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Moira speaks on Professor Chimombo

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A month after the country lost writer, poet, editor and teacher Professor Steve Miles Bernard Chimombo, his best friend and wife Moira, has described him as someone who had full knowledge of his culture.

“His knowledge of his culture meant that he made sure that I learned what to do, and he passed on to his brothers and sisters an understanding of the need for me to be instructed on different occasions, such as at weddings and other events,” said Moira.

She said she appreciates his family at this time, because they are continuing to support her in “our mutual bereavement.”

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“I am fortunate to have been raised in a family that appreciates the role of language and culture in marriage as well, and that God gave me the gift of language skills, because it is very difficult to learn about another culture without at the same time learning the language,” said Moira.

She said in many of his writings, Professor Chimombo did not forget to tackle cultural issues.

“It’s actually very difficult for me to write easily everything about my husband of 42 years, especially at this time. I have so many wonderful memories of our years together,” she said.

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Moira said one of the things that she shared with Professor Chimombo from the very beginning of their relationship, in 1971, when she met Steve on the first day of the first term of graduate studies at Leeds University (UK), was a love of poetry, particularly TS Eliot.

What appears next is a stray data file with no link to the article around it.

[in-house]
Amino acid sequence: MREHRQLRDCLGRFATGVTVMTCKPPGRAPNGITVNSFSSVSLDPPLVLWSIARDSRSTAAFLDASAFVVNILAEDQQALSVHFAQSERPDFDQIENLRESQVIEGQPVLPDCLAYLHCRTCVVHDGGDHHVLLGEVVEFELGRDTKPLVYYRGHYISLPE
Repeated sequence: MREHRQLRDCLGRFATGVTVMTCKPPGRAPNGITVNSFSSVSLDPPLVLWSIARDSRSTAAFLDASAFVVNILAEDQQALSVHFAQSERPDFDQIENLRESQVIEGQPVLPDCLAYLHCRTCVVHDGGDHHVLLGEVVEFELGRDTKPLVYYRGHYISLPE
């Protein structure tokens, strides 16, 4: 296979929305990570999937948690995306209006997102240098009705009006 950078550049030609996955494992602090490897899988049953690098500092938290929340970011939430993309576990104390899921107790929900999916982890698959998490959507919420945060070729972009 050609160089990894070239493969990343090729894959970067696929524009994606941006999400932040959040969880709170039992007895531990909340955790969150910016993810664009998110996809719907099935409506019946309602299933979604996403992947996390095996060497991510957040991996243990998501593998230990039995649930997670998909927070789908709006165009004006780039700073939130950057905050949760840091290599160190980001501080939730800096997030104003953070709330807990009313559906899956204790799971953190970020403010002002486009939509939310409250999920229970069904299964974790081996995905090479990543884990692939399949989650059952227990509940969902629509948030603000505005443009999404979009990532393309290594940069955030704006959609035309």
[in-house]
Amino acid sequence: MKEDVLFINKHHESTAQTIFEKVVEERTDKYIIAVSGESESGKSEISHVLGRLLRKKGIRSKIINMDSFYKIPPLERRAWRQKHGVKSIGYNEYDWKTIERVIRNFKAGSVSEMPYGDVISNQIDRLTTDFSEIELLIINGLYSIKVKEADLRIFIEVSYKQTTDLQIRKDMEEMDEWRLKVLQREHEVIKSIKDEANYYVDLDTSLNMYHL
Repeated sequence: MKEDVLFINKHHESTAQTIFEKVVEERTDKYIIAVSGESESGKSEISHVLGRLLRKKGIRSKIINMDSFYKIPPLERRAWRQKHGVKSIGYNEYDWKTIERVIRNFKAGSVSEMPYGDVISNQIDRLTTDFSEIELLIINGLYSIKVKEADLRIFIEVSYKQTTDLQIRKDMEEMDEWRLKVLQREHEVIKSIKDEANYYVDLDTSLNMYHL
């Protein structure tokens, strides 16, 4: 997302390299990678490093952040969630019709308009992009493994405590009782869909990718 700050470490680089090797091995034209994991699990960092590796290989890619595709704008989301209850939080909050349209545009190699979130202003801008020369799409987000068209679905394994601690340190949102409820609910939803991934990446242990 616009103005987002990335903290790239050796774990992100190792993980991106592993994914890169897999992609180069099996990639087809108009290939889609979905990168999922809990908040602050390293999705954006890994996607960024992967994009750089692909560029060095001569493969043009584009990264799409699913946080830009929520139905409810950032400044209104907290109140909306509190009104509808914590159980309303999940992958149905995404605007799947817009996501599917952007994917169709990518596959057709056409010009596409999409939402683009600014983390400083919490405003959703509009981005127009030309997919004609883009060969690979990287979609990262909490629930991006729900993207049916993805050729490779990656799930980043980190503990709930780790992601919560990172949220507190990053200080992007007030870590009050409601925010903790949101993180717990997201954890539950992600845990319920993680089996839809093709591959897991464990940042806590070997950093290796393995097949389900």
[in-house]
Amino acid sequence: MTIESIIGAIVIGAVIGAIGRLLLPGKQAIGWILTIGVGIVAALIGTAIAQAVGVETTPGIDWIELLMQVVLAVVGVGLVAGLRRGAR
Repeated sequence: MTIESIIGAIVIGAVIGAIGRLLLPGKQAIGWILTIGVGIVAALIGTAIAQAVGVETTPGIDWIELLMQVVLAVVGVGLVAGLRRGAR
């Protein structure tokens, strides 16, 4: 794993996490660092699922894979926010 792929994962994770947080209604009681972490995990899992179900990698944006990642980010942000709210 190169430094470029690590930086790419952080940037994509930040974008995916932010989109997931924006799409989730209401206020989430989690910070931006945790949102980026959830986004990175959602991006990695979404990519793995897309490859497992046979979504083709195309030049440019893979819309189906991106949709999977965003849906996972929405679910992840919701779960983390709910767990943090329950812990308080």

“In terms of his writing, I was always my husband’s first critic. I loved reading his poems, plays, novels, and short stories, and probing to help him find the exact right word. However, in no way have I ever been a creative writer!” said Moira.

She added that she enjoyed serving as the editor of his arts magazine,WASI.

Moira said Professor Chimombo was quiet and that he did not like speaking in public to large audiences, unlike her.

“I still enjoy presenting papers and engaging with an audience! In fact, when he was at Teachers College, Columbia University (New York), at first, the professors tended to think that because he did not participate vociferously in class, he was not likely to do well.

They quickly learned how intelligent he was, and how deeply he processed all the information that was presented,” she said.

Moira said that her husband was never flashy, nor did he ever have really extravagant tastes, although his favourite meal was Prawn Masala with Aloo stuffed paratha at Indian restaurants.

“I know very few people in this world who have as much integrity as Steve did. This was the solid foundation of our marriage, with love for each other completely independent of race,” she said.

Moira also said one or two people have asked if she will go back to UK now, “but my answer is that Malawi is my home.”

“Having been away from UK for more than 42 years, I would find it very difficult to settle there. Steve’s village is my village, and I expect to be buried in the same graveyard as him when my time comes,” she said.

Professor Chimombo died at the age of 70 and some of the books he published include The Hyena Wears Darkness, The Bird Boy’s Song, The Wrath of Napolo, Napolo and the Python, The Basket Girl, Wachiona Ndani? and The Rainmaker.

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